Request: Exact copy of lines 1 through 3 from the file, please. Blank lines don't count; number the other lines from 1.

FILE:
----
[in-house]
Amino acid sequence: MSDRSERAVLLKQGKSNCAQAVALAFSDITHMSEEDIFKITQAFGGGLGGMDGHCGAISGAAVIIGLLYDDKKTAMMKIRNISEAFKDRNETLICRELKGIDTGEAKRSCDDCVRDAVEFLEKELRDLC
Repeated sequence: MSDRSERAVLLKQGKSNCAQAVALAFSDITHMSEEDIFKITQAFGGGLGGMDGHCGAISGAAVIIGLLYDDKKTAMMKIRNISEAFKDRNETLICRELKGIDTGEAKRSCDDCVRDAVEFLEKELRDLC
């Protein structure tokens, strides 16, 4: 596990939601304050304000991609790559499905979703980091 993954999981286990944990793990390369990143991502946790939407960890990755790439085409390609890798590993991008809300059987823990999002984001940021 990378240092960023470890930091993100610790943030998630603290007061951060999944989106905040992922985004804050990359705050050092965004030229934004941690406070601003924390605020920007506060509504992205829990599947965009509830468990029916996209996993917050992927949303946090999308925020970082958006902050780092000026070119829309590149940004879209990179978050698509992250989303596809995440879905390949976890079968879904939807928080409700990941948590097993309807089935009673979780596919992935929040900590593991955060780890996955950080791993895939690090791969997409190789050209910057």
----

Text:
[in-house]
Amino acid sequence: MSDRSERAVLLKQGKSNCAQAVALAFSDITHMSEEDIFKITQAFGGGLGGMDGHCGAISGAAVIIGLLYDDKKTAMMKIRNISEAFKDRNETLICRELKGIDTGEAKRSCDDCVRDAVEFLEKELRDLC
Repeated sequence: MSDRSERAVLLKQGKSNCAQAVALAFSDITHMSEEDIFKITQAFGGGLGGMDGHCGAISGAAVIIGLLYDDKKTAMMKIRNISEAFKDRNETLICRELKGIDTGEAKRSCDDCVRDAVEFLEKELRDLC